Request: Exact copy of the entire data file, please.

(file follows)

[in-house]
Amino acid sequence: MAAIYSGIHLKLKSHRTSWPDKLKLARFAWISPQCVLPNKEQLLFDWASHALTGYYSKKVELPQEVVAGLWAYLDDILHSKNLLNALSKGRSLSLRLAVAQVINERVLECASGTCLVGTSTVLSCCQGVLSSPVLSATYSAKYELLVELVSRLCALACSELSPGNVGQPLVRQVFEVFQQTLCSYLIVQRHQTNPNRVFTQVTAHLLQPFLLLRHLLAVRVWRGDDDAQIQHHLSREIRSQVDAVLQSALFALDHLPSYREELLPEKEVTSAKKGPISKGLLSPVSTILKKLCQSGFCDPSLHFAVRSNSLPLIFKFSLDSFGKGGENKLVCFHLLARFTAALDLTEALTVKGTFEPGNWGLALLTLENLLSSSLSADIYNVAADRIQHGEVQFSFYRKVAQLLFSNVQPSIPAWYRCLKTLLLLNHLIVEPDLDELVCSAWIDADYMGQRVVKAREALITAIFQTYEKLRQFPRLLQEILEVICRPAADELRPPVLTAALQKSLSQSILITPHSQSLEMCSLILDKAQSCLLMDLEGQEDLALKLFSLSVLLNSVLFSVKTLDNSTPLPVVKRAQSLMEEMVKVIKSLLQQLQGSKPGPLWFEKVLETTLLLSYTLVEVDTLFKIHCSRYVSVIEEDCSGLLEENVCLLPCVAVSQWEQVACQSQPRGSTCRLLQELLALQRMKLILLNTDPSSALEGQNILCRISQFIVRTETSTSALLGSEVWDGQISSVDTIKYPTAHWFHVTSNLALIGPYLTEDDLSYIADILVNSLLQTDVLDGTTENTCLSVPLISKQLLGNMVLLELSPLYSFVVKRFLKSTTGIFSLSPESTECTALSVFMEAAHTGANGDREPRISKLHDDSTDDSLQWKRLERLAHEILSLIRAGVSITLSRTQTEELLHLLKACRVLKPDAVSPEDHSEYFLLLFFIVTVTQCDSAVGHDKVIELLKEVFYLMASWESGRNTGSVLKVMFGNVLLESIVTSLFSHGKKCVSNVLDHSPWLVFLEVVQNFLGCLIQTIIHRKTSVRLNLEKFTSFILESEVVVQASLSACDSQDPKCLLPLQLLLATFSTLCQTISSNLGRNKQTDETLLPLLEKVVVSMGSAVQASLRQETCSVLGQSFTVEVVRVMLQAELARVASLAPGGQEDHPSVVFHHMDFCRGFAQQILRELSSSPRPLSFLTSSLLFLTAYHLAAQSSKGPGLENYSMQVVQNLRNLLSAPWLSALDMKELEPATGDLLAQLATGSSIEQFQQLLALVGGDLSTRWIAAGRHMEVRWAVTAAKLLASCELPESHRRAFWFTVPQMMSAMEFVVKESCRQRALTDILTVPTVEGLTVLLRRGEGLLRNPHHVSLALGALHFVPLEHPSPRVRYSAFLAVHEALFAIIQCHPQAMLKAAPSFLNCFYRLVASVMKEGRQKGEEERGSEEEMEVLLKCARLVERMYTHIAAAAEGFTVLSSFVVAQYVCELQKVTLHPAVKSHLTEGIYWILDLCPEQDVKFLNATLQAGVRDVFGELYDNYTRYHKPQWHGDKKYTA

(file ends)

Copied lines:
[in-house]
Amino acid sequence: MAAIYSGIHLKLKSHRTSWPDKLKLARFAWISPQCVLPNKEQLLFDWASHALTGYYSKKVELPQEVVAGLWAYLDDILHSKNLLNALSKGRSLSLRLAVAQVINERVLECASGTCLVGTSTVLSCCQGVLSSPVLSATYSAKYELLVELVSRLCALACSELSPGNVGQPLVRQVFEVFQQTLCSYLIVQRHQTNPNRVFTQVTAHLLQPFLLLRHLLAVRVWRGDDDAQIQHHLSREIRSQVDAVLQSALFALDHLPSYREELLPEKEVTSAKKGPISKGLLSPVSTILKKLCQSGFCDPSLHFAVRSNSLPLIFKFSLDSFGKGGENKLVCFHLLARFTAALDLTEALTVKGTFEPGNWGLALLTLENLLSSSLSADIYNVAADRIQHGEVQFSFYRKVAQLLFSNVQPSIPAWYRCLKTLLLLNHLIVEPDLDELVCSAWIDADYMGQRVVKAREALITAIFQTYEKLRQFPRLLQEILEVICRPAADELRPPVLTAALQKSLSQSILITPHSQSLEMCSLILDKAQSCLLMDLEGQEDLALKLFSLSVLLNSVLFSVKTLDNSTPLPVVKRAQSLMEEMVKVIKSLLQQLQGSKPGPLWFEKVLETTLLLSYTLVEVDTLFKIHCSRYVSVIEEDCSGLLEENVCLLPCVAVSQWEQVACQSQPRGSTCRLLQELLALQRMKLILLNTDPSSALEGQNILCRISQFIVRTETSTSALLGSEVWDGQISSVDTIKYPTAHWFHVTSNLALIGPYLTEDDLSYIADILVNSLLQTDVLDGTTENTCLSVPLISKQLLGNMVLLELSPLYSFVVKRFLKSTTGIFSLSPESTECTALSVFMEAAHTGANGDREPRISKLHDDSTDDSLQWKRLERLAHEILSLIRAGVSITLSRTQTEELLHLLKACRVLKPDAVSPEDHSEYFLLLFFIVTVTQCDSAVGHDKVIELLKEVFYLMASWESGRNTGSVLKVMFGNVLLESIVTSLFSHGKKCVSNVLDHSPWLVFLEVVQNFLGCLIQTIIHRKTSVRLNLEKFTSFILESEVVVQASLSACDSQDPKCLLPLQLLLATFSTLCQTISSNLGRNKQTDETLLPLLEKVVVSMGSAVQASLRQETCSVLGQSFTVEVVRVMLQAELARVASLAPGGQEDHPSVVFHHMDFCRGFAQQILRELSSSPRPLSFLTSSLLFLTAYHLAAQSSKGPGLENYSMQVVQNLRNLLSAPWLSALDMKELEPATGDLLAQLATGSSIEQFQQLLALVGGDLSTRWIAAGRHMEVRWAVTAAKLLASCELPESHRRAFWFTVPQMMSAMEFVVKESCRQRALTDILTVPTVEGLTVLLRRGEGLLRNPHHVSLALGALHFVPLEHPSPRVRYSAFLAVHEALFAIIQCHPQAMLKAAPSFLNCFYRLVASVMKEGRQKGEEERGSEEEMEVLLKCARLVERMYTHIAAAAEGFTVLSSFVVAQYVCELQKVTLHPAVKSHLTEGIYWILDLCPEQDVKFLNATLQAGVRDVFGELYDNYTRYHKPQWHGDKKYTA